When it comes to looking for people in your life, make sure they’re not only responsible themselves, but that you both hold a shared sense of responsibility for each other. That way, you know that you can rely on them and they will hold you to a higher standard, so you remain reliable, too.
4. A Set Of Core Values
Values, a moral compass, a raison d’être—whatever you’d like to call it, it’s essential to make connections with people who have a guiding internal principle. Ideological beliefs are a key part of creating a strong, moral sense of who we are, and more than that, they create a sense of consistency.
People with a strong sense of values, like boundaries, have clear definitions of who they are, what they’re about, and how the interact with the world. Those values dictate how they make decisions, set goals, and deal with difficulties. For people who have selfish values, or lack any sense of morality, it’s unlikely they’ll be there to help you when the going gets tough. Their relationships are, instead, defined by their own ego, materialism, and competition.
If you’re the type to look for warning signs, avoid people who always have to be right, refuse to look at different perspectives, are only concerned with their needs, only show up when it is easy or convenient for them, and don’t offer reciprocation (be it for emotional support, hanging out, mentorship, or beyond).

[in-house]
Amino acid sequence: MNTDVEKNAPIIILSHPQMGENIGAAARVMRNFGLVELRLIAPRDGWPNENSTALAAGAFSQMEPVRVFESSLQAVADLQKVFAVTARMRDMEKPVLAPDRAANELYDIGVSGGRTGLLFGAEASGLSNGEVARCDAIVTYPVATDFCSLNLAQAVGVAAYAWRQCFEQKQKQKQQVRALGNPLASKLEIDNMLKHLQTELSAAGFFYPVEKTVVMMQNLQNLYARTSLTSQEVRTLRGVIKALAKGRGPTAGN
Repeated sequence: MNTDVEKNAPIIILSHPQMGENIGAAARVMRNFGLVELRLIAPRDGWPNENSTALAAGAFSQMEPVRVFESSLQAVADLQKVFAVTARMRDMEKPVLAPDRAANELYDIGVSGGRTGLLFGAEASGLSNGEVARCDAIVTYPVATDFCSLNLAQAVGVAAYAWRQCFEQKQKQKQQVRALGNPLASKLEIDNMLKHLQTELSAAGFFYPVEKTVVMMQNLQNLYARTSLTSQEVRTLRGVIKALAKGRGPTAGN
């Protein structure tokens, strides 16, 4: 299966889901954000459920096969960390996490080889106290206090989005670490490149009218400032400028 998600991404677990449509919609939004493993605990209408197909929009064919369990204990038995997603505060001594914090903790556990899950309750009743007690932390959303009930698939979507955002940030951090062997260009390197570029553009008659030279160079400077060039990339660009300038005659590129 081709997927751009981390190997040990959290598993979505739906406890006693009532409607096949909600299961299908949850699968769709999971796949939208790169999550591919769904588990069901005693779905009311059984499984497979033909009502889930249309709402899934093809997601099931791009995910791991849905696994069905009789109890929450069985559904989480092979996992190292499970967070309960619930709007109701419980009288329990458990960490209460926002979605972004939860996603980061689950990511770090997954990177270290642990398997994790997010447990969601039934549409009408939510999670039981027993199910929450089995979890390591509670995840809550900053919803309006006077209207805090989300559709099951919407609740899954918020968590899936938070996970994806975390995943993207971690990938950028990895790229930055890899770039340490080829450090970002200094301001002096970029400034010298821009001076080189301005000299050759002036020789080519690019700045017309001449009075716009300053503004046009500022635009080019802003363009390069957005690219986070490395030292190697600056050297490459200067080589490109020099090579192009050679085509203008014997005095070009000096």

Instead, try looking for people who have a strong moral compass that you either identify with or deeply respect. This is key to building deeper, more meaningful relationships. You’ll both be on the same wavelength, make decisions you can mutually respect, and rely on one another for support.
No one likes a fair-weather friend. When you’re looking for someone to include in your inner circle, you want to make sure that they’ll, ya know, actually be there. King Arthur’s round table wouldn’t have been very impressive if half of his knights weren’t around. And your life will be equally lacking if the people you rely on aren’t there for you.
Keep an eye on the people you know—do they show up when you need them? Do they tell you what you want to hear or what you need to hear? Do they hold themselves responsible for their own feelings or do their feelings hinge on the actions of others? The reality is, we aren’t always fun. Relationships aren’t always fun. People who really care aren’t just in it for the good times, they’re in it for the hard ones as well. Knowing that someone will be there for you consistently is a key part of resilience. It helps build and establish trust, respect, and a sense of emotional safety. Likewise, make sure you’re the kind of person who is consistently there for those people in return.
When it comes to our lives, the day-to-day can be stressful enough without having to wonder who we can or can’t depend on. But surrounding ourselves with steadfast, reliable people can make any bad day seem significantly less taxing. Likewise, we’ll learn to love, respect, and (hopefully) emulate the people in our lives who embody these qualities so we can be better partners/friends/mentors ourselves.
This is the final post in a three-part series on becoming resilient. These powerful articles originally appeared on The ONE Thing blog; they are reproduced here with permission.